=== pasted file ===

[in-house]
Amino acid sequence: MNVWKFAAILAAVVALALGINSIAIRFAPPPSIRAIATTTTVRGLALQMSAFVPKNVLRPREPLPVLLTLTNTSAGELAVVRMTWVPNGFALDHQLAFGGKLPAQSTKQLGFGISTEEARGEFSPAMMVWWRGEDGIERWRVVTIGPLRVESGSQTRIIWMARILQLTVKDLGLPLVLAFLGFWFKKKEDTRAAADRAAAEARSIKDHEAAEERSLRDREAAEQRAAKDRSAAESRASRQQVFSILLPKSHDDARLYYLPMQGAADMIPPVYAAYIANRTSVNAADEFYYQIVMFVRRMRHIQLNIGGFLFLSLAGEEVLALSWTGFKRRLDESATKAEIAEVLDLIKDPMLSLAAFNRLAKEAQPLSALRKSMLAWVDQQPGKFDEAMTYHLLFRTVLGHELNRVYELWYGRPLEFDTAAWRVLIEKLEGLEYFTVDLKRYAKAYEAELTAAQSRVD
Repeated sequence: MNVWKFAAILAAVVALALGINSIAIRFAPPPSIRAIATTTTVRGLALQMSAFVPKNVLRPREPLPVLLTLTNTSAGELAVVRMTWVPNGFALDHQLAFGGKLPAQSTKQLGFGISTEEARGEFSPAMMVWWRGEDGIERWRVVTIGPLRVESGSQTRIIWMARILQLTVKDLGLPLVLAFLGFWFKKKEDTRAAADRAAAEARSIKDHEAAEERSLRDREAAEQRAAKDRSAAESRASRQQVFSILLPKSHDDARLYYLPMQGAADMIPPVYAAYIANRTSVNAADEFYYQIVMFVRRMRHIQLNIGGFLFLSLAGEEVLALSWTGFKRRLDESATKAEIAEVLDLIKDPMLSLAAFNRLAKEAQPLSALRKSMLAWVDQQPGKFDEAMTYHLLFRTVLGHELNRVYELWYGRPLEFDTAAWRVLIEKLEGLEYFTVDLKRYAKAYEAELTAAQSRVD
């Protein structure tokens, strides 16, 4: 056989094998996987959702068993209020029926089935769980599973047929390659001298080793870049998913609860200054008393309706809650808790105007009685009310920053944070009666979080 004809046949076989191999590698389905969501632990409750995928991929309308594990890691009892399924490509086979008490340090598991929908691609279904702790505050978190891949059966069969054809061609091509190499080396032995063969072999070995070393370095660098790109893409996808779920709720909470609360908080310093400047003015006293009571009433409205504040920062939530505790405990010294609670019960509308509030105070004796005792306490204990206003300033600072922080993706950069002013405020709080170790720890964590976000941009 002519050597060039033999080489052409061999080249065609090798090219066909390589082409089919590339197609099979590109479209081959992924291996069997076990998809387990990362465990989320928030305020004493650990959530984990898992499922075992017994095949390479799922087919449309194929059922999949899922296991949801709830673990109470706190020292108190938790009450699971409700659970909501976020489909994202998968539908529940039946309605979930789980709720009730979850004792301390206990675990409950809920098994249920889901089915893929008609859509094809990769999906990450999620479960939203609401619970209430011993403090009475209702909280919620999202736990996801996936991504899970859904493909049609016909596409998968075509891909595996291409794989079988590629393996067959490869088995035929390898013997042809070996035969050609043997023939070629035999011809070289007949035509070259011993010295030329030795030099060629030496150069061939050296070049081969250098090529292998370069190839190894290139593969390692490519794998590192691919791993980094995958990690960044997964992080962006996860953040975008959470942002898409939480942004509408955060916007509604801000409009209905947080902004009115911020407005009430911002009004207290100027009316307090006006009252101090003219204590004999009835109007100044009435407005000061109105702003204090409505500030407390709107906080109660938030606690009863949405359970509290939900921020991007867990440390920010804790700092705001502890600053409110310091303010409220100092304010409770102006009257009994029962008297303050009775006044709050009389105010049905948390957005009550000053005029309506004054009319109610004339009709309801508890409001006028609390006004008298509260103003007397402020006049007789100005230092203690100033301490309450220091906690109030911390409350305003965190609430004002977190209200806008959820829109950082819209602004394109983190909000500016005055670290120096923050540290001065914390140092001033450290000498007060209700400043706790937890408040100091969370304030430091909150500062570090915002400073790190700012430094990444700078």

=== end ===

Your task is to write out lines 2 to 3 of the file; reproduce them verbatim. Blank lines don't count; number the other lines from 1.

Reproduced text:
Amino acid sequence: MNVWKFAAILAAVVALALGINSIAIRFAPPPSIRAIATTTTVRGLALQMSAFVPKNVLRPREPLPVLLTLTNTSAGELAVVRMTWVPNGFALDHQLAFGGKLPAQSTKQLGFGISTEEARGEFSPAMMVWWRGEDGIERWRVVTIGPLRVESGSQTRIIWMARILQLTVKDLGLPLVLAFLGFWFKKKEDTRAAADRAAAEARSIKDHEAAEERSLRDREAAEQRAAKDRSAAESRASRQQVFSILLPKSHDDARLYYLPMQGAADMIPPVYAAYIANRTSVNAADEFYYQIVMFVRRMRHIQLNIGGFLFLSLAGEEVLALSWTGFKRRLDESATKAEIAEVLDLIKDPMLSLAAFNRLAKEAQPLSALRKSMLAWVDQQPGKFDEAMTYHLLFRTVLGHELNRVYELWYGRPLEFDTAAWRVLIEKLEGLEYFTVDLKRYAKAYEAELTAAQSRVD
Repeated sequence: MNVWKFAAILAAVVALALGINSIAIRFAPPPSIRAIATTTTVRGLALQMSAFVPKNVLRPREPLPVLLTLTNTSAGELAVVRMTWVPNGFALDHQLAFGGKLPAQSTKQLGFGISTEEARGEFSPAMMVWWRGEDGIERWRVVTIGPLRVESGSQTRIIWMARILQLTVKDLGLPLVLAFLGFWFKKKEDTRAAADRAAAEARSIKDHEAAEERSLRDREAAEQRAAKDRSAAESRASRQQVFSILLPKSHDDARLYYLPMQGAADMIPPVYAAYIANRTSVNAADEFYYQIVMFVRRMRHIQLNIGGFLFLSLAGEEVLALSWTGFKRRLDESATKAEIAEVLDLIKDPMLSLAAFNRLAKEAQPLSALRKSMLAWVDQQPGKFDEAMTYHLLFRTVLGHELNRVYELWYGRPLEFDTAAWRVLIEKLEGLEYFTVDLKRYAKAYEAELTAAQSRVD